GEMARA: Whence this law [that one should achieve a state of koved rosh to pray the Shemoneh Esrei]?  R. Elazar said, “Scripture states: Bitterly dispirited, she (Hannah) [prayed to Adonai] (1 Samuel 1:10).” How do you know this? Perhaps Hannah was different in that she was very bitter at heart.  Rather, R. Yose the son of R. Chanina [derived it] from here: But I, through Your abundant love, enter Your house; I bow down in awe at Your holy temple (Psalm 5:8). How do we know this? Perhaps David [the presumed author of Psalm 5] is different because he tormented himself asking for mercy.  Rather, R. Yehoshua b. Levi said, “From here: Prostrate yourself before Adonai בְּהַדְרַת-קֹדֶשׁ in holy splendor (Psalm 29:2). Do not read בְּהַדְרַת (in splendor) but rather בְּחֶדְרַת (in trembling).” How do you know this? Perhaps I will tell you that בְּהַדְרַת (in splendor) is, in fact, meant, just as Rav Yehudah would first adorn himself (by dressing up) and afterward pray.  Rather, Rav Nachman bar Yitzhak said, “It derives from here: Serve Adonai with awe and rejoice with trepidation (Psalm 2:11).”
TMT #97 examined Mishnah Berakhot 5:1, which claims that one should achieve a certain state of mind—koved rosh—for prayer. Three interpretations of koved rosh were explored in TMT-97. With TMT #98, we now turn to the Gemara’s discussion of the mishnah. The Rabbis seek the Mishnah’s source for claiming that one must achieve a state of koved rosh to pray the Shemoneh Esrei. The amora’im (the Sages who wrote the Gemara) offer four opinions concerning what the tanna’im (the Sages during the period of the Mishnah who preceded the amora’im) meant, supporting their claims with scriptural verses. (For clarity, I have numbered the four opinions.) The Gemara questions the legitimacy of the first three but offers no further commentary on the fourth.
A question underlies the four opinions presented: when can the example of one individual be deemed representative of a broad principle concerning the behavior everyone should aspire to, rather than be seen as the behavior of that particular individual on that particular occasion in that particular circumstance?
Mishnah did not provide a source for its claim that one should achieve a state of koved rosh to pray the Shemoneh Esrei, which is not unusual. Gemara offers four opinions. The first is ascribed to R. Elazar. He cites the story of Hannah in First Samuel because it recounts the experience of an individual explicitly praying to God. R. Elazar understands marat nefesh (“bitterly dispirited”) to mean “in an extremely serious mood.” The Gemara challenges this suggestion, asking whether Hannah’s state of mind can serve as a general rule for all who pray, or rather pertains only to Hannah on this particular occasion, which seems a more reasonable explanation.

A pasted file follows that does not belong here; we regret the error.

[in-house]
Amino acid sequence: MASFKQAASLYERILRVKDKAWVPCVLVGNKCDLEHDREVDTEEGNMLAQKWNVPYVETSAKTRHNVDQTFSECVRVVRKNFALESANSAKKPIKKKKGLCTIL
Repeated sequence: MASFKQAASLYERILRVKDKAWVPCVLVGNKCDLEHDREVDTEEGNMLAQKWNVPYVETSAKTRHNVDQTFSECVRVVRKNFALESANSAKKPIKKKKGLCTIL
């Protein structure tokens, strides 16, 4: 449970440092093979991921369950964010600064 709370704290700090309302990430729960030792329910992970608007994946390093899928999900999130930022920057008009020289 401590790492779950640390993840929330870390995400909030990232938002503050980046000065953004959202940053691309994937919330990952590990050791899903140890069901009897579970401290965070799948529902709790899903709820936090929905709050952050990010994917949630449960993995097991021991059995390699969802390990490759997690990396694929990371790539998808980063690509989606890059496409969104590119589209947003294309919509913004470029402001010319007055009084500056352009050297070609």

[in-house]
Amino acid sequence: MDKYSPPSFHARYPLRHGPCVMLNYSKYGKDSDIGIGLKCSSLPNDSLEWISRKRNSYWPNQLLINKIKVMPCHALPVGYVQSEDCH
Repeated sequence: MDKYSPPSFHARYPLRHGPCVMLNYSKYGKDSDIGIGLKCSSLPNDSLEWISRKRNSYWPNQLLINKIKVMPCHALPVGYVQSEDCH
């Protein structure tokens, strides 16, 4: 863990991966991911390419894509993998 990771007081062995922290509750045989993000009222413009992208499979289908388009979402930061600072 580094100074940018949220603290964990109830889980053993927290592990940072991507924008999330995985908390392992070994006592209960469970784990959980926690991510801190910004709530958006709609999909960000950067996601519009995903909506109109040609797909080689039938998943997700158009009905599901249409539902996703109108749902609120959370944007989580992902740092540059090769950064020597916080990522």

Next, R. Yose offers the example of King David, credited with authoring Psalm 5 (see verse 1). He understands “bow down in awe” as an expression of prayer in which the request is for mercy is central. Indeed, this is the thrust of the entirety of Psalm 5: David beseeches God to save him from his enemies because his life is endangered. The Gemara reasons that David was in a state of personal torment rather than koved rosh. Thus this example, like the first, concerns an individual’s personal state of mind and should not be generalized prescriptively to all people when they pray.
R. Yehoshua b. Levi offers a third explanation. Drawing on Psalm 29:2, he instructs us to read b’hadrat kodesh as b’chedrat kodesh, changing the letter hay (ה) to the letter chet (ח). Hay and chet are visually similar, distinguished only by a tiny stroke of ink. Read this way, R. Yehoshua instructs us to be so keenly aware of God’s power that we tremble when we pray. In other words, fear (yirat Adonai) should dominate our mental state during prayer. The Gemara counters that we could just as reasonably not exchange the hay for a chet and understand the verse to instruct us to dress up to pray (look splendid) as we would do when meeting a powerful human sovereign. Indeed, Rav Yehudah would don good clothes for prayer, his time to “talk with God.”
Fourth and last is Rav Nachman bar Yitzhak’s interpretation based on Psalm 2:11. He understands “serve” to connote prayer. He says that our attitude in prayer should combine awe, joy, and trepidation. It’s not clear if he means that one should aim for all three states of mind simultaneously, or draw on whichever emotion most honestly reflects one’s state of mind at the moment. The Gemara does not challenge his view, communicating that a spectrum of emotions are all appropriate and conducive to prayer.
QUESTIONS TO CONSIDER AND DISCUSS
- Which do you think is preferable and more appropriate: (1) prescribing a specific state of mind for prayer, or (2) encouraging people to channel their personal emotional state into prayer? What are the advantages and disadvantages to each approach in theory and for you personally?
- Rambam (Moses Maimonides) was an advocate of strict kavanah (intention) in prayer. He counsels us to train ourselves to expel all extraneous thoughts and focus solely on the words of the prayers. (See below.) How does this strike you? What is gained? What is sacrificed?
- What mood or state of mind do you find most conducive to prayer? What other factors (e.g., environment, music or silence, public or private) do you prefer? How do you prepare to pray?
“Turn your thoughts away from everything while you read the Shema or during the [Shemoneh Esrei] prayer… After some time when you have mastered this, accustom yourself to have your mind free from all other thoughts when you read any portion of the other books of the prophets, or when you say any blessing, and to have your attention directed exclusively to the perception and the understanding of what you utter.” (Moses Maimonides, Guide for the Perplexed III:51)